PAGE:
Green Room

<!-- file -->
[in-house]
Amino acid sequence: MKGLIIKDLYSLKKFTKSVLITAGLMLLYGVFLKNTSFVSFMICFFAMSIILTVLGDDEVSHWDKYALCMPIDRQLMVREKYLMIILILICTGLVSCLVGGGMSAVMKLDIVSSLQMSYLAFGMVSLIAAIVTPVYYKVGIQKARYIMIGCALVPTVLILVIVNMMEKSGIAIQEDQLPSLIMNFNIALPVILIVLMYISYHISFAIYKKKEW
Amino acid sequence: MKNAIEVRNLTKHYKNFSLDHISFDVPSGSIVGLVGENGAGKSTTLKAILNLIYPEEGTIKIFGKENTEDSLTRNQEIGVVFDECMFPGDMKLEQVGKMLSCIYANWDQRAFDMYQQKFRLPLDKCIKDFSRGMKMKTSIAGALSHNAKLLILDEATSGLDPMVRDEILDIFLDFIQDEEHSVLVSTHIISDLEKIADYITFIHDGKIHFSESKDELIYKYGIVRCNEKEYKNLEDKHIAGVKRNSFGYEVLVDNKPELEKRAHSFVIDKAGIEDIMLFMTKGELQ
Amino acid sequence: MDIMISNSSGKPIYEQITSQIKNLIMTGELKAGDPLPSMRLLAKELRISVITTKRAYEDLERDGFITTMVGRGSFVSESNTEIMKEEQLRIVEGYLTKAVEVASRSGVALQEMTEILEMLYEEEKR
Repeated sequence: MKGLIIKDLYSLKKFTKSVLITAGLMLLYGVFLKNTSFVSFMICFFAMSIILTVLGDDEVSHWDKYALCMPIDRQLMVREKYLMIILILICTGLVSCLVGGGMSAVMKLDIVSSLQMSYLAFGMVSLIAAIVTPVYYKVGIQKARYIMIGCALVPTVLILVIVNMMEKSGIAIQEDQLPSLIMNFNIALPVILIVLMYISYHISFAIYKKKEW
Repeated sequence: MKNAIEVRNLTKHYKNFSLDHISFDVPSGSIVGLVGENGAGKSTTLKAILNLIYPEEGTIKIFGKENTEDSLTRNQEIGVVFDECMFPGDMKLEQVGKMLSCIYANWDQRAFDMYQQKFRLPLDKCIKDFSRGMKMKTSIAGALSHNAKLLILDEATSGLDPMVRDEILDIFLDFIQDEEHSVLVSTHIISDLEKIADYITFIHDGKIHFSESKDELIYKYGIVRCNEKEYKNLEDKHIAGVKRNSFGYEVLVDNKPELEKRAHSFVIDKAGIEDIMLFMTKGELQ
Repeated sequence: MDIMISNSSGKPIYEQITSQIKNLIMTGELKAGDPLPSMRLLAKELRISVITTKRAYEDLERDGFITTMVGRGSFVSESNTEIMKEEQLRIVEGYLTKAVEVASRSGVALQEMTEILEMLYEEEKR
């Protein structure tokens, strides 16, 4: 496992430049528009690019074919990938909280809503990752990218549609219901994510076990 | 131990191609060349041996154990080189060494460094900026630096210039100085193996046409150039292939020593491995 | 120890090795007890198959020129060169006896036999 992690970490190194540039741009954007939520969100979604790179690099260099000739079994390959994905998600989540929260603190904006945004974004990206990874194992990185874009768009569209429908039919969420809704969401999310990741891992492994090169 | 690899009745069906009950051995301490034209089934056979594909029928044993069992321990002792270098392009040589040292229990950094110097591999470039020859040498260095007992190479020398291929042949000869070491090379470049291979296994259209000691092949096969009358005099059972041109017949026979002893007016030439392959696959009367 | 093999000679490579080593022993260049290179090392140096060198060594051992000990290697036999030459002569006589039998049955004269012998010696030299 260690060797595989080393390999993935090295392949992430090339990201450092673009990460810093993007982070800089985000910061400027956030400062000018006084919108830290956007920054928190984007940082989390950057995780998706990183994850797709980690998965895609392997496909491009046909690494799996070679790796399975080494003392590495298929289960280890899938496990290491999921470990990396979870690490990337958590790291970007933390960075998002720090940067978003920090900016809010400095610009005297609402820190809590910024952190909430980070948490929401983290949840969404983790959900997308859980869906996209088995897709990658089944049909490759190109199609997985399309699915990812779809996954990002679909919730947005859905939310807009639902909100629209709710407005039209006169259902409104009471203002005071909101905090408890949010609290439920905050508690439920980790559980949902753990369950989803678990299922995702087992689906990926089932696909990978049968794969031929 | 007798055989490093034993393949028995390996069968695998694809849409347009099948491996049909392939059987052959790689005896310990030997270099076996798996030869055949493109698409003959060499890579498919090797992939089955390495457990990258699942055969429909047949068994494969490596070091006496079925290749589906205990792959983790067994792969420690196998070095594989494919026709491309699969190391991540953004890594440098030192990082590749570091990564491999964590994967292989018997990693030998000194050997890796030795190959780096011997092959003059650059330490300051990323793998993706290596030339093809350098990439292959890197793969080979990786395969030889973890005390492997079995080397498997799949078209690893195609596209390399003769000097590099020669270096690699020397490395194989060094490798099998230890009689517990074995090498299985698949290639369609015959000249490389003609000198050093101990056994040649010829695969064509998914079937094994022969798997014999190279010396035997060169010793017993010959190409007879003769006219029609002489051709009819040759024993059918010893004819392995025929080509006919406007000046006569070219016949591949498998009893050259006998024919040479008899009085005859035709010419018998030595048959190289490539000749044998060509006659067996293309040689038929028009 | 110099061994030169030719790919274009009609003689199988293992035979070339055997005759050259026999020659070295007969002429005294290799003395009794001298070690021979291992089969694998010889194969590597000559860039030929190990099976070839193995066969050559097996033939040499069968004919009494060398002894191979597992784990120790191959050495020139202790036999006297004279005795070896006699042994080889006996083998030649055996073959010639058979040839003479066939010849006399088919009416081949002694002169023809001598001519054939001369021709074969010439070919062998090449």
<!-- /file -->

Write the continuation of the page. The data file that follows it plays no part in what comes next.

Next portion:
Green Room is a well-directed independent film that is definitely not for the faint-hearted. At the beginning, the film follows a punk rock band that is literally living gas tank to gas tank on a cross-country tour and eventually end up somewhere they really should not be. Desperate for any paying gig, the band of young misfits arrive at a run-down compound located deep in the Oregon woods where they perform in front of a large gathering of white supremacists. The group  find themselves trapped inside the back green room after a young female is discovered murdered. The movie becomes a slow burn thriller in which we really do not know what happened and what exactly the gang of white supremacists are doing at the compound. Then, it rapidly descents into hell for the band members after the arrival of the gang’s leader played by Patrick Stewart who tries to clean up the mess and elude the police. As probably the greatest asset to the film, the acting from Stewart is top-notch; his brilliantly creepy performance as an unrepentant psychopath is so markedly different from what we are used to in Star Trek. Evolving into a classic midnight special, the standoff elevates into an extreme level of violence and gore. Although the scenes of violence can be gratuitous, the movie maintains clever dialogue and outstanding acting. The band’s default leader played by Anton Yelchin develops from being subdued and indecisive to becoming a no-holds-barred fighter adamant on escaping alive along with a young woman portrayed by the sublime Imogen Poots. I would recommend Green Room only to those willing to go on a wild roller coaster of thrills and are not squeamish.

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